en.m.wikipedia.org
Salim Rubai Ali
For the Birdman of India or Ornithologist, see Salim Ali.
Salim Rubai Ali: سالم ربيع علي; [1] (Arabic: 17 June 1934 – 26 June 1978),[2] known by his comrades as "Salimin", was the Marxist head of state of the People's Democratic Republic of Yemen (South Yemen) from 22 June 1969 until his execution [3] on 26 June 1978. Rubai Ali led the left wing of the National Front for the Liberation of South Yemen (NLF),[4] which forced the British to withdraw from southern Yemen on 29 November 1967. Rubai Ali's radical Marxist faction gained dominance over the more moderate President Qahtan al-Shaabi's elements, allowing Rubai Ali to seize power; he retained the title of Chairman of the Presidential Council throughout his term, even as the NF changed the name of the country from the People's Republic of South Yemen to the People's Democratic Republic of Yemen in 1970.[citation needed]
Salem Rubaya Ali
سالم ربيع علي
2nd President of the People's Democratic Republic of Yemen
2nd Chairman of the Presidential Council (South Yemen)
In office
22 June 1969 – 26 June 1978
Preceded byQahtan Muhammad al-Shaabi
Succeeded byAli Nasir Muhammad
Personal details
Born17 June 1934
Abyan Governorate
Died26 June 1978 (aged 44)
Aden, South Yemen
Cause of deathFirearm Attack
Nationality
 South Yemen
Political partyNational Liberation Front
Rubai Ali's NF joined with other parties in 1975, creating the United Political Organisation NF (التنظيم السياسي الموحد الجبهة القومية), all rival parties were outlawed earlier. He opposed the idea of the Yemeni Socialist Party's (YSP) future creation promoted by Abdul Fattah Ismail. He appointed Muhammad Ali Haitham as his Prime Minister when he became Chairman. Haitham served until August 1971, when he was replaced by Ali Nasir Muhammad. In 1978, Ali Nasir Muhammad overthrew and executed Rubai Ali, after a short battle which took place in Almodowar Palace, located in At-Tawahi, Aden, which Rubai Ali used as a fortification.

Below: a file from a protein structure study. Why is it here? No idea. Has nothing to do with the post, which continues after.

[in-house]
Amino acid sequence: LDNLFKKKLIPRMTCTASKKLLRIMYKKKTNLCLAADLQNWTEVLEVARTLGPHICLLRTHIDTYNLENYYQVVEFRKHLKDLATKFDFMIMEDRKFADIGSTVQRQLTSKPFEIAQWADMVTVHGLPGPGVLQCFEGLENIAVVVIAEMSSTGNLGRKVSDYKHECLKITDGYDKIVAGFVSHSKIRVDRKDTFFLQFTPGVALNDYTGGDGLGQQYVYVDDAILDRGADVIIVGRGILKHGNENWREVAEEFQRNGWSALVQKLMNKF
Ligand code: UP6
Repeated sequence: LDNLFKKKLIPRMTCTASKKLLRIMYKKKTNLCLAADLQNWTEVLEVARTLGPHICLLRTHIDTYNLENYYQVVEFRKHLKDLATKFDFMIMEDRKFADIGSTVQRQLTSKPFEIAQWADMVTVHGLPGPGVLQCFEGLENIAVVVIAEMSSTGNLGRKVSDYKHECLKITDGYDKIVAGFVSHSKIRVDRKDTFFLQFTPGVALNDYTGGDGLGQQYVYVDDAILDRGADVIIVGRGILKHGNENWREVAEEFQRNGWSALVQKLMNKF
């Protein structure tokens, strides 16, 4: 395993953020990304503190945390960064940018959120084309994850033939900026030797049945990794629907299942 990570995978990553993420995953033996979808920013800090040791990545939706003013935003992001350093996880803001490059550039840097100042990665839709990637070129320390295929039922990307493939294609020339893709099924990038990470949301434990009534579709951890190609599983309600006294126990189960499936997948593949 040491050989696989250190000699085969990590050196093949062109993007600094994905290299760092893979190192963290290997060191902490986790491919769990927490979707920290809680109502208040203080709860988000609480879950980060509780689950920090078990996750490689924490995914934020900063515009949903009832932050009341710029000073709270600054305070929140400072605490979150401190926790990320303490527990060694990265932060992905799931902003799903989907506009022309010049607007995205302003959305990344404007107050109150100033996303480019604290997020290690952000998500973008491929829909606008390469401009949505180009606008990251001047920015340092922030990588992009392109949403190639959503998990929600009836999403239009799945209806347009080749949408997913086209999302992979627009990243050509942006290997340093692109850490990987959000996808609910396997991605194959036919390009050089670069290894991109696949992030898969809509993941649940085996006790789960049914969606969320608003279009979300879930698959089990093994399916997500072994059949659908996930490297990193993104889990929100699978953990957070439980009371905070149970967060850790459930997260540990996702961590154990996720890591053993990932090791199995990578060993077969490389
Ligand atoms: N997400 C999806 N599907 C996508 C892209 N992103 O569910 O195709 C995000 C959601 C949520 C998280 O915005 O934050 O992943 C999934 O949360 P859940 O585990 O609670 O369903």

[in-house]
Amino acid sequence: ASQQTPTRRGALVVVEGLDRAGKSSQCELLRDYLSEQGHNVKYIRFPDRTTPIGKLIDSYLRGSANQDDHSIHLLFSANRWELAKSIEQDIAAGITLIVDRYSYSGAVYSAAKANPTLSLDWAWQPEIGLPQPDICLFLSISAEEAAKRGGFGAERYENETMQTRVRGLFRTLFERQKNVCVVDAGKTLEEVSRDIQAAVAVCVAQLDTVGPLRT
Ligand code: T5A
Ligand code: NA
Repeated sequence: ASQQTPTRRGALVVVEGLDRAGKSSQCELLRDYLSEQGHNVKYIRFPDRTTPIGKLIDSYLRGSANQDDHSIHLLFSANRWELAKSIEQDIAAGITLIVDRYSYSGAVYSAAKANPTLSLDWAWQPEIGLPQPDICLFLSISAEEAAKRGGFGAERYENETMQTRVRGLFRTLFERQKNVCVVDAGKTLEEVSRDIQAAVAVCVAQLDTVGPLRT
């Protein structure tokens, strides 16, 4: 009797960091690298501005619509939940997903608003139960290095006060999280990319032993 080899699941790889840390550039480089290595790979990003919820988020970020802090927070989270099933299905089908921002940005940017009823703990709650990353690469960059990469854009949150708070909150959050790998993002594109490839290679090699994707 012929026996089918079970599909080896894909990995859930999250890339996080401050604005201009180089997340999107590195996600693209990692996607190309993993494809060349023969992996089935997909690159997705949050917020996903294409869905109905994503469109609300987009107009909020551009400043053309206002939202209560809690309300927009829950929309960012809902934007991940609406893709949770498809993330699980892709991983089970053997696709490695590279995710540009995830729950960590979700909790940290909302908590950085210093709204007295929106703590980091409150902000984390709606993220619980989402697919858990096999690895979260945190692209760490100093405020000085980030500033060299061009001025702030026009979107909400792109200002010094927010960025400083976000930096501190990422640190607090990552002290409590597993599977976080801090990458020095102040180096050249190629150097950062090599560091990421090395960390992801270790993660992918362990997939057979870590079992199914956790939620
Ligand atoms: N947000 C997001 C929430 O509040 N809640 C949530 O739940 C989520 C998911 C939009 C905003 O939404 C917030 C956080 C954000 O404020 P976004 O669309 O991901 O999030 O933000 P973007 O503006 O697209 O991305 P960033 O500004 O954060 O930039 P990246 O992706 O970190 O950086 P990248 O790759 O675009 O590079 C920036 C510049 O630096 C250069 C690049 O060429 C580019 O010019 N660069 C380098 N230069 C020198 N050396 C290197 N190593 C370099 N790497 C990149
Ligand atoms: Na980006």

References
  1. ^ Alternate spellings of Salim Rubai Ali's name, including Salim Rubayyi Ali, proekt-wms.narod.ru; accessed 3 December 2014.
  2. ^ https://www.alwattan.net/news/143239
  3. ^ https://shabwaah-press.info/news/52359
  4. ^ National Front for the Liberation of South Yemen (NF) infosite Archived 2011-07-21 at the Wayback Machine, al-ayyam.info; accessed 3 December 2014.
Links
Preceded by
Qahtan Muhammad al-Shaabi
Chairmen of the Presidential Council (South Yemen)
22 June 1969–26 June 1978
Succeeded by
Ali Nasir Muhammad
This article about a Yemeni politician is a stub. You can help Wikipedia by expanding it.
Last edited on 27 June 2021, at 11:20
Content is available under CC BY-SA 3.0 unless otherwise noted.
Privacy policy
Terms of Use
Desktop
HomeRandomNearbyLog inSettingsDonateAbout WikipediaDisclaimers
LanguageWatchEdit